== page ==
Wednesday, March 23, 2011

Direct Patient-Care Face Time (DPCFT)

Most doctors see one patient every 15 minutes. The economics of our medical system dictate this. In order to pay salaries, malpractice, benefits, rent, electricity, and general supplies, we needs to see patients at this pace. But what does that mean to us practically in terms of time management? Let's think about it... Because we all have responsibilities outside of our direct patient-care face time (DPCFT)—typing up a SOAP note, filling out prior authorization forms, reviewing home nursing orders, answering telephone messages from patients, refilling medications from pharmacies, reviewing notes from specialists, reviewing labs from the prior day, calling patients, doing referrals, and so on—those 15 minutes of DPCFT really get cut down to about 10 minutes. TEN MINUTES! That's all we get folks! No jibber-jabber here! No shooting the breeze about Mrs. Johnson's grandson. Although we want to spend more time talking about family, fishing, and fun with our patients, the truth is that we don't have much luxury to do so. And this can be stressful!

So here are three imperfect solutions that I have come up with:
  1. Just run late—Honestly, I'm not good at this one. My patients expect to see their doctor on time (since I'm usually on time). But every once in a while, it good to throw efficiency into the wind, take a deep breath, and truly enjoy looking at Mrs. Jone's photo album of her pet pig (true story). 
  2. Schedule 30 minute appointments—I judiciously set up 30 minute appointments. They offer a breather for me with complicated followup visits. But obviously, if I set up too many 30 minute appointments, I will not be able to pay for the overhead of our office. 
  3. Split up the visit—I do this especially if the patient has multiple complicated medical problems. I often feel like a heel for doing it. But patients are generally understanding.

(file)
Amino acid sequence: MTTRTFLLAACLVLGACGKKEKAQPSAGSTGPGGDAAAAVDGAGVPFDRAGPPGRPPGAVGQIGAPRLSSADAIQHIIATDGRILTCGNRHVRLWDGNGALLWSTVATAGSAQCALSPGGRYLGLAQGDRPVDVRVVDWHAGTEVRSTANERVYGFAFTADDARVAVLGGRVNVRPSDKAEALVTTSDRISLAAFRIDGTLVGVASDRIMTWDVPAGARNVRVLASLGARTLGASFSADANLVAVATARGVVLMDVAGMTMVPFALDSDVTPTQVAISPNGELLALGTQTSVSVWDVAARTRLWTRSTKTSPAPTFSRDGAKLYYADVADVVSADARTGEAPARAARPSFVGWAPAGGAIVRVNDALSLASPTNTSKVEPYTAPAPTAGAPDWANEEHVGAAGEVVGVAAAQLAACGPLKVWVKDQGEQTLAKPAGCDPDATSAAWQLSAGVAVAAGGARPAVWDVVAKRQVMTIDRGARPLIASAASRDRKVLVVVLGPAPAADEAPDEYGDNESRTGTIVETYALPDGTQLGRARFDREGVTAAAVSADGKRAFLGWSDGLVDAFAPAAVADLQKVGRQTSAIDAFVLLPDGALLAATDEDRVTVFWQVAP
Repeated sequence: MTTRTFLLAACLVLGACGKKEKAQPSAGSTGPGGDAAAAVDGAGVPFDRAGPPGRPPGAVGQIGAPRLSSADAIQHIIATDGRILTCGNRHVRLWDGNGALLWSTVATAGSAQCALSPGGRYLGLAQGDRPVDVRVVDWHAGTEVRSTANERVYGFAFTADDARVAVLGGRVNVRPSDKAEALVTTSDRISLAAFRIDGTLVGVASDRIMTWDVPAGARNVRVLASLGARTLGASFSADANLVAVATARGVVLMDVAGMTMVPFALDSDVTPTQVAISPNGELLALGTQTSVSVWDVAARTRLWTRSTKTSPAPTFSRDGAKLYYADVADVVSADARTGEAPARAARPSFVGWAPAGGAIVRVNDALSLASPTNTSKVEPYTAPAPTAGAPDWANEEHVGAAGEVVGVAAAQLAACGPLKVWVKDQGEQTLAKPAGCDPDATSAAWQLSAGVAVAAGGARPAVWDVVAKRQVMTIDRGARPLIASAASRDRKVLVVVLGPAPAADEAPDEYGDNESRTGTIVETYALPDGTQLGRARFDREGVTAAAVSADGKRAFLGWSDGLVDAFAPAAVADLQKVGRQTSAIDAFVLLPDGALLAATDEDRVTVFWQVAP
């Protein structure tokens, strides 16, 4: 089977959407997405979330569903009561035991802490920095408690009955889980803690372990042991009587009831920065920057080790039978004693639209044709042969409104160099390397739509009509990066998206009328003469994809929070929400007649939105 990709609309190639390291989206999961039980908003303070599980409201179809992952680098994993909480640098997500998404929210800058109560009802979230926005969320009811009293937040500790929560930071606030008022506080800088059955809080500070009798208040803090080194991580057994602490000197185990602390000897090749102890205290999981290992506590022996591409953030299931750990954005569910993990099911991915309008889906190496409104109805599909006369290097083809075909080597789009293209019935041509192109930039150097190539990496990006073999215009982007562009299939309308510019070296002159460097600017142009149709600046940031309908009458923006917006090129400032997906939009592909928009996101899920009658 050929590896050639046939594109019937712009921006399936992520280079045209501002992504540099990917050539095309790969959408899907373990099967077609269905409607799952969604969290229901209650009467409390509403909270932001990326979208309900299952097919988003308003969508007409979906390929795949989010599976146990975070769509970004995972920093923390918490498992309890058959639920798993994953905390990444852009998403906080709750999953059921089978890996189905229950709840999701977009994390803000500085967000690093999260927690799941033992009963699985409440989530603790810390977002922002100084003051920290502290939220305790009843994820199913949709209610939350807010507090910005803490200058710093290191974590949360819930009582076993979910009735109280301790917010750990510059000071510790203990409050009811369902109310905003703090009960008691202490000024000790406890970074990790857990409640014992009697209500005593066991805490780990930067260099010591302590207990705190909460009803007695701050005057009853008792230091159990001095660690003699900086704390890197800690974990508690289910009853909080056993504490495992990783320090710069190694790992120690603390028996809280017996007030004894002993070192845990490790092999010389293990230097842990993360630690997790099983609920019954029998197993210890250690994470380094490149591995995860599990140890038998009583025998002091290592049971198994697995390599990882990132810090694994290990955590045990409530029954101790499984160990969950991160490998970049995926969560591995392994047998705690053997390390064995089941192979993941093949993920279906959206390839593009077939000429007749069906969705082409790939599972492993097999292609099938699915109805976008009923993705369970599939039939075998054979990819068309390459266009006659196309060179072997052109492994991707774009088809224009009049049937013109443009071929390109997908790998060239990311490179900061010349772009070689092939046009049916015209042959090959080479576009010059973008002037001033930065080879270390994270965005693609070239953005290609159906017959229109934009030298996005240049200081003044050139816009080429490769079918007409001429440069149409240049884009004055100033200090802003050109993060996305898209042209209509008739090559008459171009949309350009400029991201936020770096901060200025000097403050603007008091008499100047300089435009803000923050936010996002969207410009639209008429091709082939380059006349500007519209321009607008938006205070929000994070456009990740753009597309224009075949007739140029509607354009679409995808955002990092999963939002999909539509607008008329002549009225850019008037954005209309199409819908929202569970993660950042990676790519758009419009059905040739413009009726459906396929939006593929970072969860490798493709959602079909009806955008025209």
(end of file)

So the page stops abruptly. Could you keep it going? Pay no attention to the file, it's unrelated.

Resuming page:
Other than those three tips, I can honestly say that I don't know how to increase my DPCFT. People are constantly complaining about how the U.S. medical system is broken. And from my perspective, the most broken aspect of medicine is that I have so little time with my patients. In a traditional practice, doctor who only see 2 patients an hour get themselves fired for being unproductive or bankrupt for not meeting their overhead. It's a strange predicament that we are in.


Anonymous said...

There are only so many minutes in a day etc. It is my humble opinion that what matters most to my patients is quality not quantity. In fact I deviced a small study for my group of 12 FPs which revealed that simple gestures increase patients perception of quantity of time spent as well as quality of time spent. #1 Remove clocks from exam room. #2 Immediately apologize for the time they have waited and acknowledge how valuable their time is. #3 Always sit to listen to their story...always! #4 Always look patient in the eye when they are talking. #5 Don't interrupt them! If they digress...gently refocus. #6 Aak if they have anything else they want to discuss. If there is...suggest another appointment so you can devote adequate time and attention...unless it can be cared for in very, very short time. #7 Never ever ask if there is anything else while your hand is on door knob as you leave. Our study indicated patients felt visits were as much as 30% longer than actual time. Quality grades increased by 25%. Time taken for each visit...decreased by 20%. There are many more little things that can accomplish the same result. We each have our own mannerisms that can make a difference. We just have to be aware and be willing to change.

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